A Critique of Shareholder Value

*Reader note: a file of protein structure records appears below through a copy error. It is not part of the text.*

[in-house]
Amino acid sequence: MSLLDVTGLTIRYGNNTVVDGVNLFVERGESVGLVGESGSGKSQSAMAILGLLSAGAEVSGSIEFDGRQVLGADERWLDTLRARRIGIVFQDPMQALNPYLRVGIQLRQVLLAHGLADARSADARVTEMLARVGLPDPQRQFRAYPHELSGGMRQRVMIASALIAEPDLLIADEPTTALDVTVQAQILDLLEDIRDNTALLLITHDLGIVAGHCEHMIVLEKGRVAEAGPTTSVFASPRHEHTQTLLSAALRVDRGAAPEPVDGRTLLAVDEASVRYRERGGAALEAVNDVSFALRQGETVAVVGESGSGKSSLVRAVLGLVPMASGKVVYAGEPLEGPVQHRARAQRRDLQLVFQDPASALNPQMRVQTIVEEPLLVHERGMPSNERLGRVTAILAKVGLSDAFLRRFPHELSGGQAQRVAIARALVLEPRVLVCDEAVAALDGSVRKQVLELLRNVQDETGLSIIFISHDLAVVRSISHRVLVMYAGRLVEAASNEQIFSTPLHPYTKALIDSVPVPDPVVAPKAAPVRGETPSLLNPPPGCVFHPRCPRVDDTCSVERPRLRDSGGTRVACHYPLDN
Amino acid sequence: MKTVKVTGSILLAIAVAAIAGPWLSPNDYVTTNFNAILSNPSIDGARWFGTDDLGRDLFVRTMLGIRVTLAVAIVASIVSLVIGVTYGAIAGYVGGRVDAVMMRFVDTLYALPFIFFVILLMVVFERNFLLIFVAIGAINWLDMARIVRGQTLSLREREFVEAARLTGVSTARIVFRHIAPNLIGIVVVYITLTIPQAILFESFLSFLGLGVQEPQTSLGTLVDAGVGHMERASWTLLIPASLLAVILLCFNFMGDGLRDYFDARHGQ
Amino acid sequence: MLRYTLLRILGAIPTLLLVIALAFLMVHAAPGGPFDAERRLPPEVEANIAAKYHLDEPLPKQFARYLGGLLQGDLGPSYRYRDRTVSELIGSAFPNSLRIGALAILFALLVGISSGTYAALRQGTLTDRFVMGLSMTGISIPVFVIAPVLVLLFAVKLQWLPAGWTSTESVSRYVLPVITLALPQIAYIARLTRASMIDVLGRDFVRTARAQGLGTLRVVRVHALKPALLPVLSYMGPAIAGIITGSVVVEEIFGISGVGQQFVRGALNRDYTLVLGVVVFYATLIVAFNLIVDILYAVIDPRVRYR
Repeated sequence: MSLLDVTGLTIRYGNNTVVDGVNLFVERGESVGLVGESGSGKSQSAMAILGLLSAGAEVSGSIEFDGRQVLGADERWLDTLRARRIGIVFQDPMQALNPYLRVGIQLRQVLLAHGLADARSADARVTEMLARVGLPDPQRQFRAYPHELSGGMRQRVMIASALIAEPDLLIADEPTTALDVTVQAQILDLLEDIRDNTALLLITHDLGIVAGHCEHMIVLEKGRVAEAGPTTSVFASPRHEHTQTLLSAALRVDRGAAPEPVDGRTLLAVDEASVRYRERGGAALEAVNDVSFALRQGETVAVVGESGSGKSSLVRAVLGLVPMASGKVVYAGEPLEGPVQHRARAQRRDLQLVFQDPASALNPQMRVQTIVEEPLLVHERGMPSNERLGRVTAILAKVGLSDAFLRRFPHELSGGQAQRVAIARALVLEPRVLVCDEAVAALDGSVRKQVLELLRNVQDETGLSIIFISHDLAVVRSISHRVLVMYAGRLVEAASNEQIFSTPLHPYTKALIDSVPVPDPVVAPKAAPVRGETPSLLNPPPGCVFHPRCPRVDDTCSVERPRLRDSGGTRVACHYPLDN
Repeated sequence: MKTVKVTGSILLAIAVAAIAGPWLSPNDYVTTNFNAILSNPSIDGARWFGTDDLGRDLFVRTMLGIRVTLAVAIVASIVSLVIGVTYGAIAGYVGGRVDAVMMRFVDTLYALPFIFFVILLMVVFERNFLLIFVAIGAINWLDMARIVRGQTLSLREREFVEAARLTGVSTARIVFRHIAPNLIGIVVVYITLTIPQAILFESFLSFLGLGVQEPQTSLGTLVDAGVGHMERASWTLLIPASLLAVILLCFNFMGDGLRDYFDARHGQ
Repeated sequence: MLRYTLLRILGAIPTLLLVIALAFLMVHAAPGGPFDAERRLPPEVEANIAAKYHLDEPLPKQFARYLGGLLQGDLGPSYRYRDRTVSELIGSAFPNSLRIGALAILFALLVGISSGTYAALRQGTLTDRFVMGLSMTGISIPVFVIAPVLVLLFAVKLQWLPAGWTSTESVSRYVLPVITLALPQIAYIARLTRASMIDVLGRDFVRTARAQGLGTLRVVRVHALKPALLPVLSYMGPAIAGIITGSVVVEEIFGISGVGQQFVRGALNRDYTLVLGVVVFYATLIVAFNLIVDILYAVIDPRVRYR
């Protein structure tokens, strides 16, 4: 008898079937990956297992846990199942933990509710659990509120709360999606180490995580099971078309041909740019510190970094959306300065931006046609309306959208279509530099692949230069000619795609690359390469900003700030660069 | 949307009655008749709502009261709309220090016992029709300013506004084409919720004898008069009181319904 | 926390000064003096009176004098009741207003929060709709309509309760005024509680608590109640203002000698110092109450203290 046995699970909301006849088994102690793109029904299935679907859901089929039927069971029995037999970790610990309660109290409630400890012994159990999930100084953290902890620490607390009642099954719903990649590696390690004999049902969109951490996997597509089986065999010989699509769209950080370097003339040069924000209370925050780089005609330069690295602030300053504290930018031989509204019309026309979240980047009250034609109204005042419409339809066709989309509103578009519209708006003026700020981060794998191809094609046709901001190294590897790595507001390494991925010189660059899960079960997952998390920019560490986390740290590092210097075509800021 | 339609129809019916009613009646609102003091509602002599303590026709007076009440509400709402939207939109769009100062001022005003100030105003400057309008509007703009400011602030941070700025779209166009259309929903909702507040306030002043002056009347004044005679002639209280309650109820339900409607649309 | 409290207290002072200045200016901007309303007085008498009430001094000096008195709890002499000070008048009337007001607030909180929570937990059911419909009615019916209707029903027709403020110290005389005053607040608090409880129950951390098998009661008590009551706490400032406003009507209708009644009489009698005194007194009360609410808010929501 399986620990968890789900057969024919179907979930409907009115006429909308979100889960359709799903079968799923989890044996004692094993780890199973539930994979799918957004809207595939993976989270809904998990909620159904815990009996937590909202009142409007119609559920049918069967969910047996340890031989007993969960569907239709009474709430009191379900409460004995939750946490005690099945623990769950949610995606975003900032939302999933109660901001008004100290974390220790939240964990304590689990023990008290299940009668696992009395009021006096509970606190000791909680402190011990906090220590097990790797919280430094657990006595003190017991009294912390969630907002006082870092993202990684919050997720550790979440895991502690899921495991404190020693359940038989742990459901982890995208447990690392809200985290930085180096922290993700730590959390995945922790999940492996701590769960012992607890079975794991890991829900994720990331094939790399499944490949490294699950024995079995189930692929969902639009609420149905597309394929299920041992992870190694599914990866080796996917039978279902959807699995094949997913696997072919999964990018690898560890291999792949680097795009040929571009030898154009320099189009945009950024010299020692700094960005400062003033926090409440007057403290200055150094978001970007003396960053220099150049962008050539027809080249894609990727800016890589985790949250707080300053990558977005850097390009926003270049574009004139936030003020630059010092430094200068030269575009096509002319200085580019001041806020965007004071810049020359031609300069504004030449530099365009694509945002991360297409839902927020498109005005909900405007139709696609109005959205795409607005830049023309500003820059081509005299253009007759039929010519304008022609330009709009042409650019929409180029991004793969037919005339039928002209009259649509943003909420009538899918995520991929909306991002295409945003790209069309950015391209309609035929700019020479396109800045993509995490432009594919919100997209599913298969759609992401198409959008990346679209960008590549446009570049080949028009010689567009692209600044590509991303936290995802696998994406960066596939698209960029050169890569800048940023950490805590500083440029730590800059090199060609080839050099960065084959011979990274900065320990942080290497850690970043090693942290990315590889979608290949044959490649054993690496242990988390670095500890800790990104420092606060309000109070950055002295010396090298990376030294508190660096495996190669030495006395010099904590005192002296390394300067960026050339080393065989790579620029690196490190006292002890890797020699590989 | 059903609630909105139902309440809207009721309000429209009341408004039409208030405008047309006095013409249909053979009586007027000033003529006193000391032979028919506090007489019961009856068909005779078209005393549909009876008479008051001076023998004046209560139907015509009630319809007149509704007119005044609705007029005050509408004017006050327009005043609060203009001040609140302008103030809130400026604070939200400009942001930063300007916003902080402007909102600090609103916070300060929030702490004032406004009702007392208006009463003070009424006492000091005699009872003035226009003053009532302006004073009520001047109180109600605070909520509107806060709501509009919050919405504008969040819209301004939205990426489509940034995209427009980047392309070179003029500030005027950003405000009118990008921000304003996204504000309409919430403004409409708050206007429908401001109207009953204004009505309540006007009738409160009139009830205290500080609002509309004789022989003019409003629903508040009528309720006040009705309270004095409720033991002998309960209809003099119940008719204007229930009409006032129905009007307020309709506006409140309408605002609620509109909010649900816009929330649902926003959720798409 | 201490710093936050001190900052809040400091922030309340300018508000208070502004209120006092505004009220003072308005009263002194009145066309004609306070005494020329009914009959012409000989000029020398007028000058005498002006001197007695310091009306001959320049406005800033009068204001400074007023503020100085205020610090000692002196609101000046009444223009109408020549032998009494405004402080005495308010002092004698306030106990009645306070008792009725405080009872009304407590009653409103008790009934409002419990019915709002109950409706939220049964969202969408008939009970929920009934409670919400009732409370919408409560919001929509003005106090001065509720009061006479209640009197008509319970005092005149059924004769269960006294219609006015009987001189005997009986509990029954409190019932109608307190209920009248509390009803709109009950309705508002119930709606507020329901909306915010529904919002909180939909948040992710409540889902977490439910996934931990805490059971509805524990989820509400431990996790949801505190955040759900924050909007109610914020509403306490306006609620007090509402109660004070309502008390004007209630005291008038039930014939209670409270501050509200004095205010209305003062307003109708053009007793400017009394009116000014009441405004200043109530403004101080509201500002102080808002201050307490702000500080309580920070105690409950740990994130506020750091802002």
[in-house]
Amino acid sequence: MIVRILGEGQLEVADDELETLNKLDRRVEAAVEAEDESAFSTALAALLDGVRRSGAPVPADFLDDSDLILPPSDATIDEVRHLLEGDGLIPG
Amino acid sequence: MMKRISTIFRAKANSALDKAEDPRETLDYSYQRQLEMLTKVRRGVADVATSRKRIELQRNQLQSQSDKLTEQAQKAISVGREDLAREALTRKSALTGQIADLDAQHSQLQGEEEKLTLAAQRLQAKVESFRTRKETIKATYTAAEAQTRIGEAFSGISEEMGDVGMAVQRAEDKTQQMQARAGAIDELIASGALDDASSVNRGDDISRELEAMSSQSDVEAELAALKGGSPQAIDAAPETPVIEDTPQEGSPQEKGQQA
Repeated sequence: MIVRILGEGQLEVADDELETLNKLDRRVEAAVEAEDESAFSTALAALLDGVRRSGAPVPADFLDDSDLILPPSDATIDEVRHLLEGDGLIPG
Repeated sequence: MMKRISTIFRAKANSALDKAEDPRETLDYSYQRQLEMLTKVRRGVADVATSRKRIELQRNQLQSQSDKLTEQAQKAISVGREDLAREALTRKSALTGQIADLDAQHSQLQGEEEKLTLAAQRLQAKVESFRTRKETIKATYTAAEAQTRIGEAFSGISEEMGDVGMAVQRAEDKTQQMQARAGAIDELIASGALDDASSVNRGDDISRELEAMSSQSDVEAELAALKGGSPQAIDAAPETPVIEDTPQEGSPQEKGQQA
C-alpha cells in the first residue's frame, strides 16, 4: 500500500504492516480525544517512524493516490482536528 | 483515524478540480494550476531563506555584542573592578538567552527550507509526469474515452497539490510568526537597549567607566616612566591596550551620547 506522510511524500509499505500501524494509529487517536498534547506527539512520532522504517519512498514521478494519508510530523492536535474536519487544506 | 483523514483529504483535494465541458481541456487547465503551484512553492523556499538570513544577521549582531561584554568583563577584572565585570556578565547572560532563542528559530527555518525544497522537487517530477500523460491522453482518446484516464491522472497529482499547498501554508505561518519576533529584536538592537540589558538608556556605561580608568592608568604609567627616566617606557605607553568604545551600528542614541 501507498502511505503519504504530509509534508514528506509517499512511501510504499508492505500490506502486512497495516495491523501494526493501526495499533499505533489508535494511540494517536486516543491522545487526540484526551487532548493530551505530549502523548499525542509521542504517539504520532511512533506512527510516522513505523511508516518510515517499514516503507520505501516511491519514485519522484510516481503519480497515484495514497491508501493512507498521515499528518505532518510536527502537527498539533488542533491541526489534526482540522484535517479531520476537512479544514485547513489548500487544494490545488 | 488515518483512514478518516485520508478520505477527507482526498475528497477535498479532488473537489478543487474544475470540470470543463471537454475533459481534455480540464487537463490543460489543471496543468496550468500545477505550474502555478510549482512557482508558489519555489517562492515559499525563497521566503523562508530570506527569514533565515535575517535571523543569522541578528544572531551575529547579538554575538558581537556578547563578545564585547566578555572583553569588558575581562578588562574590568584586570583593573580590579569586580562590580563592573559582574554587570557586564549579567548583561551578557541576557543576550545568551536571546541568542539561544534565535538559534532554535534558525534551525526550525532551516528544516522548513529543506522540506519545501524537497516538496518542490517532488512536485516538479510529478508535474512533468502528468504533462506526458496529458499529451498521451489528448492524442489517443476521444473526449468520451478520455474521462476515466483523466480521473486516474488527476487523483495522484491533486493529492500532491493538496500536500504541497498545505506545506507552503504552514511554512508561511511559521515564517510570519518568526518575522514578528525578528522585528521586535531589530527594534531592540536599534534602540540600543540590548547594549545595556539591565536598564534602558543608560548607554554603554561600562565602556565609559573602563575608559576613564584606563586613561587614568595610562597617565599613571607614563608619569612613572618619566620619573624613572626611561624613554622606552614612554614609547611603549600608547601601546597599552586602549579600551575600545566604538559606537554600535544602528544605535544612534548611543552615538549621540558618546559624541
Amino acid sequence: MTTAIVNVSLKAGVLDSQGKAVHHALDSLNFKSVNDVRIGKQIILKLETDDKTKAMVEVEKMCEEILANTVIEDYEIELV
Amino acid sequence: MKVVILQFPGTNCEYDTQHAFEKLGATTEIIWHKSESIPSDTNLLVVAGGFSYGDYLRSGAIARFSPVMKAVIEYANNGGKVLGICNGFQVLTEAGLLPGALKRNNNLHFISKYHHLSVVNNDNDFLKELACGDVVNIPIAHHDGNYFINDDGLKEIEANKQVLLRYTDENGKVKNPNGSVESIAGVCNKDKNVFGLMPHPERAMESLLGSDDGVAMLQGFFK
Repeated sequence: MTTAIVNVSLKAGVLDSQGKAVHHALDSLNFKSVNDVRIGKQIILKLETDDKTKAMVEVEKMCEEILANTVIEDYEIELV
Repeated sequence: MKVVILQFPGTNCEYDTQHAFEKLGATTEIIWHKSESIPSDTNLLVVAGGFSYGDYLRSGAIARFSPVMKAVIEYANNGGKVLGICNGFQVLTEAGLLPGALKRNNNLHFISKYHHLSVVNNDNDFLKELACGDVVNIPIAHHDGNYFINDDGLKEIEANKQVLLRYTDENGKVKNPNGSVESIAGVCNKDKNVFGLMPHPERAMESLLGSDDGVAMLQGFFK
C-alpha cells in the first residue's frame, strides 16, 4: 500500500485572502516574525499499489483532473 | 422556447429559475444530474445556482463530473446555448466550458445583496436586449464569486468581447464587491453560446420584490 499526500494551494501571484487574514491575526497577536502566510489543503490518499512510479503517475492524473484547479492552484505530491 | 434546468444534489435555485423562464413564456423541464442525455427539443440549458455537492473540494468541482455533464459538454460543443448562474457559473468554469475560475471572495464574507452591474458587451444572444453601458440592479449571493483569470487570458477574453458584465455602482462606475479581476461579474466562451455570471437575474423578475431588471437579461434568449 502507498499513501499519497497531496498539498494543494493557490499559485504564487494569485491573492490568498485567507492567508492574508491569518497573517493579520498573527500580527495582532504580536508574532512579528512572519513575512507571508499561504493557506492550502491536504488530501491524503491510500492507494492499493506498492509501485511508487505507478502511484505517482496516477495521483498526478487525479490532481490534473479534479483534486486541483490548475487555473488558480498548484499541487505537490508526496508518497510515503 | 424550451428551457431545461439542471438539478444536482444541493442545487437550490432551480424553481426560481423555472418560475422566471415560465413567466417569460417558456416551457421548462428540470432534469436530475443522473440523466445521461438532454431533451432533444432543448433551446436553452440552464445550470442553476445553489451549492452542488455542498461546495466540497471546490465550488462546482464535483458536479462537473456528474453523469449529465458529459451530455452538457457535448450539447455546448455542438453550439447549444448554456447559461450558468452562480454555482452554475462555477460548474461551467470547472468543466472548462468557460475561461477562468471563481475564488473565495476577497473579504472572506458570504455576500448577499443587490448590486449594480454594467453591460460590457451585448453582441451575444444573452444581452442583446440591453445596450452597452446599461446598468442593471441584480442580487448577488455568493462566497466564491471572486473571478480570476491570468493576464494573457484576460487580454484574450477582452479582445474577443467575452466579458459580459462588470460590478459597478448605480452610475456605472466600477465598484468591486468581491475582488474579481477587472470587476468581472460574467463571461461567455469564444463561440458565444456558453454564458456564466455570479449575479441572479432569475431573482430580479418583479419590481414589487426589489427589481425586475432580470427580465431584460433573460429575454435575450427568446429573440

The starting point of this book lies in an observation: the rise to power of market ﬁnance since the mid-1970s has radically altered the characteristic traits of contemporary capitalism. This process of ‘ﬁnancialization’ is driven by two movements. The ﬁrst is the growth in the liquidity of capital markets, expressing increases in the breakdown and transfer of risks. The second is the upsurge, in these same markets, of investment funds, responsible for the management of continually increasing savings. Far from remaining limited solely to the ﬁnancial sphere, these changes have profoundly aﬀected listed companies, the main players in the world economy. In this respect, the ideology of ‘shareholder value’1 has played and continues to play an essential role. The concept of ‘ﬁnance-led capitalism’ can be used to describe this new growth regime, in which a decisive role is given to the proﬁtability of stock market assets, in both the creation and distribution of value added. Our aim here is to grasp the principal moving forces behind this ‘ﬁnance-led capitalism’, in other words to understand not only the regularities which maintain its functioning, if not its durability, but also its most widely recognized weaknesses – factors of instability. To this end, we concentrate on two questions. The ﬁrst deals with the dynamic induced by the continual expansion of risk transfer in the ﬁnancial markets. The second explores corporate governance, and the governance of listed companies in particular. The term ‘governance’ covers all the measures, procedures, institutions and practices that determine...
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